By Madeleine Beck
While coronavirus cases are surging across California and overwhelming intensive care units, the country’s top infectious disease expert has said he’s “cautiously optimistic” that college students can return to campus in the fall.
Dr. Anthony Fauci, director of the National Institute of Allergy and Infectious Diseases, said he anticipates that COVID-19 vaccines will begin to become widely available to the general public in March and April, and that immunization combined with aggressive testing of students would bode well for an in-person school year.
“If we do that efficiently, and the doses of vaccine come in… by the time we get to April, May, June, July, August, we can get the overwhelming majority of the people in this country vaccinated so that by the time we get to the 2021-2022 term, I think we could be in good shape,” Fauci said.
Fauci made the comments in a live-streamed conversation with California State University Chancellor Tim White. The university, one of the first nationwide to pivot to online education this spring, announced last week it expects its nearly 500,000 students will return to in-person learning in the fall of 2021, citing the progress on producing COVID-19 vaccines. The U.S. Food and Drug Administration has so far authorized two separate vaccines, made by Pfizer and Moderna, for inoculation against the virus.
“While we are currently going through a very difficult surge in the pandemic, there is light at the end of the tunnel,” White said in announcing the plan.
As President-elect Joe Biden’s selected chief medical adviser, Fauci will work with the Biden administration to prioritize vaccinating teachers and doing surveillance testing at K-12 schools and universities to hasten the return to in-person learning, he said.
No decision has been made on whether the CSU system will require students or professors to receive a COVID-19 vaccination or what role campus health centers might play in vaccine distribution, CSU spokesperson Mike Uhlenkamp wrote in an email. However, there is precedent for colleges to require students to be vaccinated. The CSU system currently requires that students show proof they’ve been inoculated against measles, mumps and rubella, hepatitis, and several other diseases.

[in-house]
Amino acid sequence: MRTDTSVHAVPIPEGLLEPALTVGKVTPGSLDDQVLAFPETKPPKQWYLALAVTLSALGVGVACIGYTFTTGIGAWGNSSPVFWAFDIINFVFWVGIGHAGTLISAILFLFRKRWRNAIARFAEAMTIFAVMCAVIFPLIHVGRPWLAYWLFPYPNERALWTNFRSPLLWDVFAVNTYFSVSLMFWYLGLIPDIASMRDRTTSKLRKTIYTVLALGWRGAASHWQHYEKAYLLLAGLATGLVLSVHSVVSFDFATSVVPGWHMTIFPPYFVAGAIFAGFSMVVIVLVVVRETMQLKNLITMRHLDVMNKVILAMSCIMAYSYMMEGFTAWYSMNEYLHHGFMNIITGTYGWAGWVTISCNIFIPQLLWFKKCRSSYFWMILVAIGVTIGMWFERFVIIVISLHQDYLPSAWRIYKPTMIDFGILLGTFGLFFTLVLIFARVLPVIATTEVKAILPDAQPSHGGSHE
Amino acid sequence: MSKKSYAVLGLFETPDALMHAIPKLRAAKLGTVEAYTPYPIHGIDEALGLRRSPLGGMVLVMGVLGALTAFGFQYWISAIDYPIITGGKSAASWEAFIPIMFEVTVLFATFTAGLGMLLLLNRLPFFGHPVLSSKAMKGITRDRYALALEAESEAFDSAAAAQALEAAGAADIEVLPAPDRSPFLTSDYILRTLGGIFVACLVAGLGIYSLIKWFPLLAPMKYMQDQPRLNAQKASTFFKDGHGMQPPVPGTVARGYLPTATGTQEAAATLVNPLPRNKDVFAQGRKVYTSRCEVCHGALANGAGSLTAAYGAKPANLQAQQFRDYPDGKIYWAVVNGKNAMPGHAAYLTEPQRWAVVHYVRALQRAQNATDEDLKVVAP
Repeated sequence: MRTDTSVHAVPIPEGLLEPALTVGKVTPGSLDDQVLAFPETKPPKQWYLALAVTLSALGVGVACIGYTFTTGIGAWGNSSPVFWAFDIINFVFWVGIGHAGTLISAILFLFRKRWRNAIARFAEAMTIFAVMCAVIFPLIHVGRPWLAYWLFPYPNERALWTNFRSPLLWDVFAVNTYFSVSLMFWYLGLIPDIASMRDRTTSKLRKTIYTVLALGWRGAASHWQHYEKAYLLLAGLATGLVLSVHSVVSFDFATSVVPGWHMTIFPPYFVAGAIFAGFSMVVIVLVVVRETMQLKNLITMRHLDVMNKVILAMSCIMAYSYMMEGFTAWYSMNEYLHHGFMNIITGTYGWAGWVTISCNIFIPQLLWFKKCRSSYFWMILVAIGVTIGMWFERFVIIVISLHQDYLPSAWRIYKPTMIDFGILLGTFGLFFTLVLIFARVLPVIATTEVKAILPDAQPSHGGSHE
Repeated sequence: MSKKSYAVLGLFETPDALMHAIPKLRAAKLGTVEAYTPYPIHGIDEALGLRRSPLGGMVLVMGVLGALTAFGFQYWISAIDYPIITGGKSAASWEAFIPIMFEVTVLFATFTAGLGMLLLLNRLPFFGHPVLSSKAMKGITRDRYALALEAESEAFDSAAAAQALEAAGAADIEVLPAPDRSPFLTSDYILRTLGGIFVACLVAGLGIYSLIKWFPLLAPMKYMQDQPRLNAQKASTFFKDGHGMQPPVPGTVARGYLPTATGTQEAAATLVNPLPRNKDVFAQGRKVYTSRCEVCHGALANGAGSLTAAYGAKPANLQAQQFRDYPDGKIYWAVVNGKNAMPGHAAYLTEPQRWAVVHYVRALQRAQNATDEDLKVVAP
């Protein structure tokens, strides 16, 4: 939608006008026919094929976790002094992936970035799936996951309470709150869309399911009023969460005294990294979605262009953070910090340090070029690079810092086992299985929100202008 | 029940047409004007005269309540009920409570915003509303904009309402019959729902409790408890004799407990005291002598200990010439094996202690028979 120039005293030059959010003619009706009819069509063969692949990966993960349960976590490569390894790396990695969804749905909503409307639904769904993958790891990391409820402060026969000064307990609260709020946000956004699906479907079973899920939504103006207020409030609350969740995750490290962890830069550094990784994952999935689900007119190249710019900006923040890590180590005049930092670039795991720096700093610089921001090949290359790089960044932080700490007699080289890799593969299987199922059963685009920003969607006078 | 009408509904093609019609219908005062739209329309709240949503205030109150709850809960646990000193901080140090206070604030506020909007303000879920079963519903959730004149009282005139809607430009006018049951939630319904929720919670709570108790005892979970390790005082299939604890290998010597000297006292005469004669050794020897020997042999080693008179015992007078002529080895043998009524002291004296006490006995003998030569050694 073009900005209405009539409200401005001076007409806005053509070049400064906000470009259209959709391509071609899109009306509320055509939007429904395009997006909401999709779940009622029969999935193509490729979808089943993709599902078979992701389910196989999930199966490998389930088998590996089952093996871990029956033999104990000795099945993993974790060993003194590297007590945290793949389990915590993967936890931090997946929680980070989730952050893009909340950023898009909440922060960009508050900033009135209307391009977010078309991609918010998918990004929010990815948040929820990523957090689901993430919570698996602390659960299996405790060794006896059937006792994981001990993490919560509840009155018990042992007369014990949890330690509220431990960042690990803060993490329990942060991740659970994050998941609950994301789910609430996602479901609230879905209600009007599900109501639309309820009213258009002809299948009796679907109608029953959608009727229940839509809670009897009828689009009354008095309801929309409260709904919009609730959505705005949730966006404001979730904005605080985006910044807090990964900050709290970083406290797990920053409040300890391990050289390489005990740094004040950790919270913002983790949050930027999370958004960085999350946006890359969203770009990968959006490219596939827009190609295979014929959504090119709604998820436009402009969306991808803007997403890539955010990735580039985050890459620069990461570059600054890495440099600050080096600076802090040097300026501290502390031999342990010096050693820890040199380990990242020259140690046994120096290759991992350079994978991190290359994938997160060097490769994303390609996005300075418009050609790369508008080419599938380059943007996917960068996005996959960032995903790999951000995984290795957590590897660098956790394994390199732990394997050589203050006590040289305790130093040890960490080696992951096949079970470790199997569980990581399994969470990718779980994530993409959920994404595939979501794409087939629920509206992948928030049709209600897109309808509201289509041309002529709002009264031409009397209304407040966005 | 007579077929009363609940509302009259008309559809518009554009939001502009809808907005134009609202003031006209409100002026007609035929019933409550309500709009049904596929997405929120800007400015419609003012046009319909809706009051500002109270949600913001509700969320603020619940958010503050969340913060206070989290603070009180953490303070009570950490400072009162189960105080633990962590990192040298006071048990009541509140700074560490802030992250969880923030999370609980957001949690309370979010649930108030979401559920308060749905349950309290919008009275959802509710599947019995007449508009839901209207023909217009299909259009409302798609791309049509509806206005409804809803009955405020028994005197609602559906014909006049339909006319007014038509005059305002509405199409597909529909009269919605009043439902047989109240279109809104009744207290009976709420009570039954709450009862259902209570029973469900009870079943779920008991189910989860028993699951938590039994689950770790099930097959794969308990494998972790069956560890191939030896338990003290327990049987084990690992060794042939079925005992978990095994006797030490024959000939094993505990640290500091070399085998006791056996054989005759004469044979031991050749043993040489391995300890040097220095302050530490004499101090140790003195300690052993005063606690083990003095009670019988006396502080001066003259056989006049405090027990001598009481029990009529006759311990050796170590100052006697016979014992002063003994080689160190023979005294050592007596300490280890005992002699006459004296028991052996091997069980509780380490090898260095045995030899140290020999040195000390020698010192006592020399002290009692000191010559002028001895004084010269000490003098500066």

The best COVID-19 prevention results on campuses have come from a combination of testing students prior to their return to campus, conducting intermittent surveillance testing, and providing a separate floor or dorm to house infected students, Fauci said.
Surveillance testing — monitoring the entire student population to find outbreaks and isolating those who test positive — has been made easier due to the development of rapid antigen testing, which can yield results within 15 minutes. They are “not as sensitive (as regular COVID-19 tests), but can give you a considerable amount of important information,” Fauci said.
Currently, most CSU campuses do not require across-the-board COVID-19 testing — as the University of California and a number of private colleges have done — though San Diego State University has recently mandated testing for students living on campus and taking in-person classes. Cal Poly-San Luis Obispo has announced that it will do the same for winter quarter, according to the student newspaper, Mustang News. A few CSU campuses have seen large COVID-19 outbreaks, with more than 2,000 students and employees infected at San Diego State.
Uhlenkamp said the CSU will continue to let each campus design its own testing policy. “We have encouraged them to review their respective plans and reassess in light of the recent surges throughout the state,” he said.
Asked how schools and universities can combat the misinformation and distrust of science that has helped fuel the virus’s spread, Fauci said his approach is not to be confrontational, but instead to point out examples of how science has been helpful in the past.
“If you look at and point out to them examples of the important fruits of science and what science has brought to us, I think that we can convince a substantial proportion of the people — who for one reason or another have established an anti-science approach — that we can win them back,” he said.
Beck is a fellow with the CalMatters College Journalism Network, a collaboration between CalMatters and student journalists from across California. This story and other higher education coverage are supported by the College Futures Foundation. Follow the College Journalism Network on Twitter at @collegebeatca.